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Grønfjord-Cole­s­buk­ta

Natural and human history

Map: Grønfjord-Cole­s­buk­ta. Gene­ral This page is about the natu­ral and human histo­ry of the Grønfjord area and the Isfjord coast fur­ther east. The­re is a dedi­ca­ted page about Bar­ents­burg. In ear­lier times, Grønfjord was known as Green Har­bour. Both names mean the same. Grønfjord from abo­ve as a snow land­s­cape in March. Seen from the sche­du­led flight, view to the nor­thwest. But the area is, of cour­se, hea­vi­ly influ­en­ced by… Con­ti­nue rea­ding

It is lovely to return to the tun­dra after so much snow and ice fur­ther north. The­re is, of cour­se, still a lot of snow also at sea level here at the cen­tral west coast, but the snow-free patches of vege­ta­ti­on are get­ting lar­ger and lar­ger, to the delight of geese and rein­de­er, which are here in num­bers. We have even found some ear­ly flowers of the pur­p­le saxif­ra­ge! We are in Eidem­buk­ta and ven­ture out in three groups for a… Con­ti­nue rea­ding

Here, you will find some hints and ide­as regar­ding what you can do in Spits­ber­gen. Final­ly, it depends on your tas­te (and bank account…). You will also find links to tour ope­ra­tors in my link collec­tion. For more, detail­ed infor­ma­ti­on: the Gui­de­book Spits­ber­gen-Sval­bard Tours to most parts of the Sval­bard archi­pe­la­go need to be regis­tered at the Sys­sel­man­nen (gou­ver­nor of Sval­bard). If you book a tour, then the tour o… Con­ti­nue rea­ding

17th-19th August, 2016 – We made lar­ge steps back towards Isfjord, but not without an exten­si­ve stop in Bellsund. The­re, we star­ted with a rela­xed after­noon in the pan­ora­ma lounge of the Arc­ti­ca II, watching how wind, low clouds and rain tur­ned the arc­tic into some­thing very grey. Later that day, it clea­red up a bit and we went out for a walk in Recher­chefjord. Things got bet­ter next day when we went for a lon­ger hike in… Con­ti­nue rea­ding

Last night, we sai­led the west coast down to Hyt­tevi­ka, just north of Horn­sund. A calm ancho­ra­ge, what else would you want? Trap­per legends like Wan­ny Wold­stad and Odd Ivar Ruud all had their good rea­sons to make Hyt­tevi­ka their home for their arc­tic hun­ter lives. On a nice day like today, it is an arc­tic para­di­se. A cosy hut, hid­den behind quar­zi­te rocks. Rein­de­er on mos­sy tun­dra, screa­ming Litt­le auks high up on the sl… Con­ti­nue rea­ding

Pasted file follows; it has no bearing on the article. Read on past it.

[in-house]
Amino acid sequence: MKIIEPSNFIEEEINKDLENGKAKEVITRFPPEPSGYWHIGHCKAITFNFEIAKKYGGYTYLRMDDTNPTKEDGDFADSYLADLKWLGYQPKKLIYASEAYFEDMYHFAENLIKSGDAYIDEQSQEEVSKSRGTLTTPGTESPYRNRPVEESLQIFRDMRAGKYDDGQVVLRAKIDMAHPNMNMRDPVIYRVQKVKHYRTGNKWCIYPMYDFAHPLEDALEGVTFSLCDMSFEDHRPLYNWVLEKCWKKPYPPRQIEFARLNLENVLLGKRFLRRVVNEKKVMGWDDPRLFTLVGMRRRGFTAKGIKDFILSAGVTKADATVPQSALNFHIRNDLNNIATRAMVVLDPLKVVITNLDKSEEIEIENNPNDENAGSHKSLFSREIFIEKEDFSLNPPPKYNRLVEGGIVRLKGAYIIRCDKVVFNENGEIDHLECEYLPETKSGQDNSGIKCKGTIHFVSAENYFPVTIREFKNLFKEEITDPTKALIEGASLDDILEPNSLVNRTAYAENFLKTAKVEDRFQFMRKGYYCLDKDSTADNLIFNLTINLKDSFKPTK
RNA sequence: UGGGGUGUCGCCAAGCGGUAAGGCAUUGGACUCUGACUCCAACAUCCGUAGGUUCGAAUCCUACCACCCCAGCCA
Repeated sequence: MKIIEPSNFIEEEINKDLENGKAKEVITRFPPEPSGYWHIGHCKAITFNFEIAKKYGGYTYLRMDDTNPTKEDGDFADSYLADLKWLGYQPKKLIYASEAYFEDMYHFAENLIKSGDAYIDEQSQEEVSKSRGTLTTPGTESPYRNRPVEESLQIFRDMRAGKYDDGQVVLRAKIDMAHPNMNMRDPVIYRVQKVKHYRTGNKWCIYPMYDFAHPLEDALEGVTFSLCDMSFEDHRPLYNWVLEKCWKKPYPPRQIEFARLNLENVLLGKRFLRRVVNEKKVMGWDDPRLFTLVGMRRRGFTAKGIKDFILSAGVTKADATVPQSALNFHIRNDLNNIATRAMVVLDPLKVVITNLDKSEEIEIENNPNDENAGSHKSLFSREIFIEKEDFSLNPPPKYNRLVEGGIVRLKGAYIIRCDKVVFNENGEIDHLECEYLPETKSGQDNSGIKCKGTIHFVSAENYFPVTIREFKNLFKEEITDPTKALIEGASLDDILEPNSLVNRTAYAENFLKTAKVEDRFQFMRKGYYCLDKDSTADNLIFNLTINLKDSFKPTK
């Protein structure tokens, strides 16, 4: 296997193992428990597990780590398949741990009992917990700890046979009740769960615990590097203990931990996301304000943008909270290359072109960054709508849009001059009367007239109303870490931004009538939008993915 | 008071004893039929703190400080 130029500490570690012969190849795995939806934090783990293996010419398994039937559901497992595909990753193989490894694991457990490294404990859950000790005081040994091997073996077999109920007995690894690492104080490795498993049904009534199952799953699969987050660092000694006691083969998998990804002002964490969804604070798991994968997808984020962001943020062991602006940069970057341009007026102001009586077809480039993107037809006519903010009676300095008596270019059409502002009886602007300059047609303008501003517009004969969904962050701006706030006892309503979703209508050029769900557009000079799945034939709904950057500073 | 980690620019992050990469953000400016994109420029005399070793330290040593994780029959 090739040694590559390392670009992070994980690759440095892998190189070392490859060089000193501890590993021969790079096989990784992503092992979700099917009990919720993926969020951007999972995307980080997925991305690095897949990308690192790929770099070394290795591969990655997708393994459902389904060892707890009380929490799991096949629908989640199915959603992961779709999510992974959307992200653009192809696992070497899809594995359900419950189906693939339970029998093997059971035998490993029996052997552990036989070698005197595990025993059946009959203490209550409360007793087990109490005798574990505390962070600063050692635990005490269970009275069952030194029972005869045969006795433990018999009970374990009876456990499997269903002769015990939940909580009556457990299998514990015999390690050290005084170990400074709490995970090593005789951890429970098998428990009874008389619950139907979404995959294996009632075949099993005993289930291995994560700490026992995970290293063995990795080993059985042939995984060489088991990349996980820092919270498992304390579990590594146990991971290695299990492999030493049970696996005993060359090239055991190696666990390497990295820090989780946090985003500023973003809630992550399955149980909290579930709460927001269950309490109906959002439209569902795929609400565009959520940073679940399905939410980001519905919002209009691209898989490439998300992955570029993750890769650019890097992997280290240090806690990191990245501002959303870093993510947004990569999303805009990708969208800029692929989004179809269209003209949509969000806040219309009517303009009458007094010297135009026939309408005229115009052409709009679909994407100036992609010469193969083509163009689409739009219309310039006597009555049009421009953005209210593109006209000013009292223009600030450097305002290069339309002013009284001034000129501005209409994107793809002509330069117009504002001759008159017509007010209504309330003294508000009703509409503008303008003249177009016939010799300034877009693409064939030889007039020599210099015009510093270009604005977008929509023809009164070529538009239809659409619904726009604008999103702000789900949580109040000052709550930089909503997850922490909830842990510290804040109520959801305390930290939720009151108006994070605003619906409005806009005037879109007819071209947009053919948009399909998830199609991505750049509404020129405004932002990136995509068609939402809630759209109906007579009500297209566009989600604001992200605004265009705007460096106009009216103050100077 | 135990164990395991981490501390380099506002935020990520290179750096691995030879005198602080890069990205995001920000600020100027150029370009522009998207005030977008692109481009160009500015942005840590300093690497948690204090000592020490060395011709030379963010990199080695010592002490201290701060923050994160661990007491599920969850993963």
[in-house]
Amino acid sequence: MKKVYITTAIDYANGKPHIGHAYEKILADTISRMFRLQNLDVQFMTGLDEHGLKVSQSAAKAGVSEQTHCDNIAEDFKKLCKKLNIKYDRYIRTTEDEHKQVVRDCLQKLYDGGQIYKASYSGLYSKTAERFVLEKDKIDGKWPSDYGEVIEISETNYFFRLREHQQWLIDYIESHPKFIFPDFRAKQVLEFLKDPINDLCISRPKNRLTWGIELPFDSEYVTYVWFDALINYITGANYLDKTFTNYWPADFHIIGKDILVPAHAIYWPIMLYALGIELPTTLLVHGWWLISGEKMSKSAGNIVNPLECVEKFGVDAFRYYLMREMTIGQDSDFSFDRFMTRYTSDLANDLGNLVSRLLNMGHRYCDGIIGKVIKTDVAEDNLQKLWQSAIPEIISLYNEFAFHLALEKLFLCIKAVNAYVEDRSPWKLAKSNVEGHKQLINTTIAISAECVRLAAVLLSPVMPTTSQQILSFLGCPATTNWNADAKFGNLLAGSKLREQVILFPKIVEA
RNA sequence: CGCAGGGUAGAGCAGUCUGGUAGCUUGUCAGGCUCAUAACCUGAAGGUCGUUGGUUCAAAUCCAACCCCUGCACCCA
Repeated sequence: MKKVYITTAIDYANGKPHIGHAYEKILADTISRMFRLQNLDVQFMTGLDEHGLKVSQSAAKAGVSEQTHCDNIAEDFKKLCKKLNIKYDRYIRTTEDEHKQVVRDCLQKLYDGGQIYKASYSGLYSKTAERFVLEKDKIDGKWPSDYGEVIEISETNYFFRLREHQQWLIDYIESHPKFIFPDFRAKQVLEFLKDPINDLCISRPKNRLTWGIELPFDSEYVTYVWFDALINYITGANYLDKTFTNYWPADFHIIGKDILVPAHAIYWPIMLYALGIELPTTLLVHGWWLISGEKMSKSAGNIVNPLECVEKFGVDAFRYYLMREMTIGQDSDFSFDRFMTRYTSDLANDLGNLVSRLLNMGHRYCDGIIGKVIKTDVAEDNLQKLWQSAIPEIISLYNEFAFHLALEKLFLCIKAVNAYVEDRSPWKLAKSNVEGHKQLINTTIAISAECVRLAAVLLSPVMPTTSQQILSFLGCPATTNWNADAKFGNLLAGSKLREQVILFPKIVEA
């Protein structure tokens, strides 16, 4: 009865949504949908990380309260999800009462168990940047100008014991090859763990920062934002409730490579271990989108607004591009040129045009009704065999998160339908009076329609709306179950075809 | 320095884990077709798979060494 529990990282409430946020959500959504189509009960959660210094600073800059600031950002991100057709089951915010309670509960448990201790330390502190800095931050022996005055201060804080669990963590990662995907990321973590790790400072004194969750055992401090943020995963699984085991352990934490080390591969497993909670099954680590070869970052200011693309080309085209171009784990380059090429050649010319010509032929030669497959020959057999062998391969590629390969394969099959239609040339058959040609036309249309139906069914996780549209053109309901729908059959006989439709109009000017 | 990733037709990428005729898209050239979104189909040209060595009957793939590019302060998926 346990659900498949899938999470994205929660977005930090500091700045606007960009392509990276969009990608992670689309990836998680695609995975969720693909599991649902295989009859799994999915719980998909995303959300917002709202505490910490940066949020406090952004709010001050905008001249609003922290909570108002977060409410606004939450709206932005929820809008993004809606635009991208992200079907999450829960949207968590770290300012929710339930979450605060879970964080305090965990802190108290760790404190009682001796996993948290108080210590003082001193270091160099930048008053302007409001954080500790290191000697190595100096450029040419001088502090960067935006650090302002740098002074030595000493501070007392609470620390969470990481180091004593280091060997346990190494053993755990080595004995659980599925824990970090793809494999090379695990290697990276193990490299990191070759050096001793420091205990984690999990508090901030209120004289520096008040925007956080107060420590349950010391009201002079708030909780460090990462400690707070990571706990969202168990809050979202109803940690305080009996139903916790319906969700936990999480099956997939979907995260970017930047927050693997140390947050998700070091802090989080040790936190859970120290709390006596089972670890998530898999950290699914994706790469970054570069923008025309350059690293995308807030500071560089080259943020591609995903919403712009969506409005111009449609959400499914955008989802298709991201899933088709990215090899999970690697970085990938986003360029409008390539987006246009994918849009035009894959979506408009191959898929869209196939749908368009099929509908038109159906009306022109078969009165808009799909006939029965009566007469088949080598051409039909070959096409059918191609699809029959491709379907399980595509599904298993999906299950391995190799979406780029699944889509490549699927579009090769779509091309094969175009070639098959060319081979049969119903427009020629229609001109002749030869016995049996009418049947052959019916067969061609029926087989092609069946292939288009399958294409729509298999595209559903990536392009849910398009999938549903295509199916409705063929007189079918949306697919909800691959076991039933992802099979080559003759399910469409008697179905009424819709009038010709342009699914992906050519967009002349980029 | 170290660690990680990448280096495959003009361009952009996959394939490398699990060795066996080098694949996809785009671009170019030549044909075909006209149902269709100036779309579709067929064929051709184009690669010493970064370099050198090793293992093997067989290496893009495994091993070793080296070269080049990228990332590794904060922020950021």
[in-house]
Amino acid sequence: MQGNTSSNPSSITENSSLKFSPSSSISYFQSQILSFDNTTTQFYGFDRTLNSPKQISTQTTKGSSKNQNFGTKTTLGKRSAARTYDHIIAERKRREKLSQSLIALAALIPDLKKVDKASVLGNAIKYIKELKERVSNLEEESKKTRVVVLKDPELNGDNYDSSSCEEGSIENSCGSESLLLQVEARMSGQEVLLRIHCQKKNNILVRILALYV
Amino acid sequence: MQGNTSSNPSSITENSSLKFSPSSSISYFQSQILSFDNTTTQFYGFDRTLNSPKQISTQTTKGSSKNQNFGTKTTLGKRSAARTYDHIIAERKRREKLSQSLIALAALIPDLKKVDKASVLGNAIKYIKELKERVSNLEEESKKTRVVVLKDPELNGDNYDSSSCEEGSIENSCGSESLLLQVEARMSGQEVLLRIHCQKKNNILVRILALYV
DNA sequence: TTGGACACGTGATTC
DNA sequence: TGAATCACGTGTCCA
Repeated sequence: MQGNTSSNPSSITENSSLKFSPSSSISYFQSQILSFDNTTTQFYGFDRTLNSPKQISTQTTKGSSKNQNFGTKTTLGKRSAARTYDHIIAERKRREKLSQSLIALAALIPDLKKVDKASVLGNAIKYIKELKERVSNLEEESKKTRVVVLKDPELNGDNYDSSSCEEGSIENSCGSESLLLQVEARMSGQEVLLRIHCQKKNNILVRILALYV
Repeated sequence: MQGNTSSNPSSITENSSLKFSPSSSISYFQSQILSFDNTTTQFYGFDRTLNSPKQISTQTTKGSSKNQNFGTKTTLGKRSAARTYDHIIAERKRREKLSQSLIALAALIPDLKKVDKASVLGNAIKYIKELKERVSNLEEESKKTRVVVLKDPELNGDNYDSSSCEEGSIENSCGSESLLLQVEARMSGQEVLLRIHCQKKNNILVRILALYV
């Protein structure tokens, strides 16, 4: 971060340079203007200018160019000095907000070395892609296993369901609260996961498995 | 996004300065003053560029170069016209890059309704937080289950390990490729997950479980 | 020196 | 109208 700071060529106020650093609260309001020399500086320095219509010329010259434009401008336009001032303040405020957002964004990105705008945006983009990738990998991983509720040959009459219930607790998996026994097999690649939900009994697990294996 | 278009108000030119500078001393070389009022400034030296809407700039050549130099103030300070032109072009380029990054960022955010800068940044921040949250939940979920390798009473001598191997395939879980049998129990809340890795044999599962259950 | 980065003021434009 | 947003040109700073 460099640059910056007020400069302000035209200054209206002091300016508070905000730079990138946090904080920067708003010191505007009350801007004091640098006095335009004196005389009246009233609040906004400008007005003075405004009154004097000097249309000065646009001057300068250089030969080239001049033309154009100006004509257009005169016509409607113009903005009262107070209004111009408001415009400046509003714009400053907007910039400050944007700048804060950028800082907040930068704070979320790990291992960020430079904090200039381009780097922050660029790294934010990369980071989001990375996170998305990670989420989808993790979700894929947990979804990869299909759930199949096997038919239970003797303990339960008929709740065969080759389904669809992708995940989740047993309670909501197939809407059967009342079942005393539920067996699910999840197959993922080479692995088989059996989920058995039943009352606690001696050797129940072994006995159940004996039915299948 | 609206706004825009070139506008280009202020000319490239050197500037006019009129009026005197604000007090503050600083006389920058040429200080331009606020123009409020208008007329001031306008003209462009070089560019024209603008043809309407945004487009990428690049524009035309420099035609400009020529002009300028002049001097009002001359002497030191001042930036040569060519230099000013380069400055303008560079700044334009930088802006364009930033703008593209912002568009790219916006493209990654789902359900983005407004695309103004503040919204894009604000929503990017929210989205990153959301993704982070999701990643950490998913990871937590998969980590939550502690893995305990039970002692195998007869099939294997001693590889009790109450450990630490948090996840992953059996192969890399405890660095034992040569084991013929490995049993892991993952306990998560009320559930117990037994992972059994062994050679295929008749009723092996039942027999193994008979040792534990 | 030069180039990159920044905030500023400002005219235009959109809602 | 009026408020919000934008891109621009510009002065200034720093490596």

Several cases of rabies have been found near Lon­gye­ar­by­en wit­hin a week: First, the virus was found in a polar fox that had atta­cked a dog. A few days later, two rein­de­er which were appar­ent­ly part­ly para­ly­zed were shot and found to be infec­ted with rabies. As far as known, this is the first time the virus has infec­ted ano­t­her spe­ci­es bey­ond polar foxes in Spits­ber­gen. Rabies is a fatal dise­a­se also for humans, and the aut… Con­ti­nue rea­ding

Gene­ral: Bar­entsøya (‘Bar­ents-Island’). Land area appro­xi­mate­ly 1300 km2, 50 km long and wide. Named after Wil­lem Bar­ents, the ‘offi­cial’ dis­co­ve­rer of Spits­ber­gen. Bar­entsøya is very simi­lar to Edgeøya; tho­se two islands are sepa­ra­ted by the sce­nic Free­man­sund, which is only a few kilo­me­tres wide. Bar­entsøya is often sur­roun­ded by ice well into the sum­mer. Tog­e­ther with Edgeøya, it is part of the So… Con­ti­nue rea­ding

You don’t have to go far away. Light and sce­ne­ry, gre­at views and some wild­life – it is all here, clo­se to or even wit­hin Lon­gye­ar­by­en. No polar bears or wal­rus­ses, but tho­se endu­ring win­ter dwel­lers who can’t escape: rein­de­er and ptar­mi­gan. The lat­ter are well camou­fla­ged also in win­ter, with their white plu­mage, so you almost can’t see them in the snow when they put the head down to pick some seeds from the fro­zen tun… Con­ti­nue rea­ding